July 10, 2019
Over the last decade, human induced pluripotent stem cells (iPSCs) have become powerful tools of discovery for scientists around the world. Essentially, iPSC technology involves reprogramming adult cells to an early developmental state in which they once again have the potential to become any other type of cell, enabling researchers to study normal biological processes, model diseases, and screen for potential drugs with thrilling speed, scale, and accuracy.
At the Institute for Stem Cell and Regenerative Medicine, for example, iPSCs are yielding valuable new insights about the nature of Alzheimer’s disease, cancer, diabetes, and many other chronic and acute conditions impacting billions of people.
But how faithfully do tissues made from these reprogrammed stem cells actually mimic the structural and functional changes that researchers are attempting to understand? And how do seemingly small mutations at the molecular level become serious health problems at the cell and tissue levels? These are the questions a collaborative research team led by investigators from Stanford University, the University of California Santa Barbara, the Curie Institute in Paris, and the University of Washington are determined to address in a new study funded by a five-year $10 million grant from the National Institute of General Medical Sciences (NIGMS).
James Spudich PhD, from the Department of Biochemistry at Stanford University is the Principal Investigator for the project. Dr. Spudich is joined by three co-investigators from Stanford and by Dr. Mike Regnier, the UW Washington Research Foundation Professor of Bioengineering and an ISCRM faculty member.
To study how alterations in tissue organization and function can arise from often subtle changes in function at the molecular level, the research team will use iPSCs to model hypertrophic cardiomyopathy (HCM), the most common inherited cardiovascular disorder and a leading cause of sudden death. A focal point in the investigation will be a protein, called myosin, that helps generate the force needed for muscle contractions.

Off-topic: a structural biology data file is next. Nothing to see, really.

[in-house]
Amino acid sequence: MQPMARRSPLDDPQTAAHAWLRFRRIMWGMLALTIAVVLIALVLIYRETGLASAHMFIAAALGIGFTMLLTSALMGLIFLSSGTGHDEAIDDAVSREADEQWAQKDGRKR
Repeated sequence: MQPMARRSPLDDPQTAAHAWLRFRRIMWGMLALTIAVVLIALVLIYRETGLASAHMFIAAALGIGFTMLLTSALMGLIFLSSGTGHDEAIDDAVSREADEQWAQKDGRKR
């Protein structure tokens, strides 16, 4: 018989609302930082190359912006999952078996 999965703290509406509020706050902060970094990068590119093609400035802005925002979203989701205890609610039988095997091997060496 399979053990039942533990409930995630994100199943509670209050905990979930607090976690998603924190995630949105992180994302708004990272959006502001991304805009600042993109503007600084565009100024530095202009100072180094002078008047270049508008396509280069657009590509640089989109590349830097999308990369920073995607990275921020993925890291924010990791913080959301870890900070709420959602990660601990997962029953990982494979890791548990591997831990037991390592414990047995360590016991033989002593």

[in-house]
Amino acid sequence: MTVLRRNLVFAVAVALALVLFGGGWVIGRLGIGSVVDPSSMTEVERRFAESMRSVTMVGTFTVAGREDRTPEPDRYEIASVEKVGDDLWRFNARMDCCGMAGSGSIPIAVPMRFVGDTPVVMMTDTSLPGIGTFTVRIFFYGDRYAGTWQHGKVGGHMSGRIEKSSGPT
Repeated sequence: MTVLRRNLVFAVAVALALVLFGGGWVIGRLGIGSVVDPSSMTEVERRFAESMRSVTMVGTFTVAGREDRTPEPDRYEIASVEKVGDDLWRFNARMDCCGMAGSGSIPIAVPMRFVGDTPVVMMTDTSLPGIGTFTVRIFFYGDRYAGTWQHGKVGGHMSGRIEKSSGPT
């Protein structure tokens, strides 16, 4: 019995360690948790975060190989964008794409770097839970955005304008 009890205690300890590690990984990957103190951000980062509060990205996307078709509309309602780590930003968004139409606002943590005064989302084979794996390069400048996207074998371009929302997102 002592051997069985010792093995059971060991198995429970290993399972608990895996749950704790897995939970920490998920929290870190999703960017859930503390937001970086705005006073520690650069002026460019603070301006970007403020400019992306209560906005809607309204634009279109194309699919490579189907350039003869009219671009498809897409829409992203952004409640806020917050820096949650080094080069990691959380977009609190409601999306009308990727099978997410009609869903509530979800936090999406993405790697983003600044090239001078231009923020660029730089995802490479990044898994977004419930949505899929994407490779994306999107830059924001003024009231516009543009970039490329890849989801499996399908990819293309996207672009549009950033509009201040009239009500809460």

“We know from previous research that mutations in myosin lead to a variety of cardiac and skeletal muscle diseases, including HCM,” explains Regnier. “We want to help fill a knowledge gap by studying how these changes at the molecular level affect heart function in HCM and other diseases.”
The collaborative nature of the research funded by the grant will be crucial for success. The project brings together experts in biophysics, bioengineering, chemical engineering, cardiology, embryology, and stem cell biology. The multidisciplinary approach will also enable the team to develop biological and computational models required for a multi-layered picture of changes that originate from myosin alterations.
Specifically, the Stanford researchers will build platforms that will enable the project team to probe, manipulate, and visualize the mechanisms at work within cardiac and skeletal muscle, while their UW counterparts will conduct the in-depth quantitative analysis at the cellular and subcellular levels and differentiate stem cells into the muscle tissue required for the study.
“The key question is how the whole system respond to mutations,” says Regnier. “Answering that involves people who are working at the protein level, at the sub-cellular and cellular levels and, at the tissue level. From stem cell-derived muscle in culture, we’ll reconstruct the individual proteins all the way up to engineered tissue.”
The butterfly effect of small mutations in the heart is just one question at the center of the collaboration. The research team will also be comparing and contrasting the impact of these changes on two types of muscle – specifically, cardiac muscle in our hearts and the skeletal muscle that enables us to perform voluntary functions, like walking, breathing, and moving our limbs. To better understand the implications for the full spectrum of muscle disorders, a third thread of the inquiry will focus on differences between myosin mutations that prevent muscles from contracting and other mutations that impair relaxation.
Tackling these novel questions will be a group effort. The project partners will share the risk inherent in a large-scale investigation while collectively advancing the field of cardiac and skeletal muscle research. For their part, the UW team will bring a unique skillset that includes developmental biology and bioengineering.
Mike Regnier, the project lead for UW, brings the expertise, and the instrumentation, to measure force, contraction, and relaxation kinetics at scales from single proteins to whole organs – the functional metrics that will be central to the investigation.
Joining Regnier from UW is Dr. David Mack, an Associate Professor of Rehabilitation Medicine and Bioengineering and an ISCRM faculty member. As a developmental biologist, Mack will differentiate gene-edited stem cells into the cardiac and skeletal muscle tissue that will allow the research team to study the genesis of the disease. “For the most part, we can’t watch development happen in humans,” explains Mack. But we can use stem cells to make a disease model in a dish. We can then track muscle development, hour by hour.”
The findings of the collaborative study will have real-world implications for human health, starting with HCM. By using iPSCs to develop a more sophisticated understanding of the disease, the research team hopes to produce insights that point to new therapeutic targets for specific HCM mutations, a strategy that could be used by future researchers using IPSCs or animal models to study and treat other human diseases.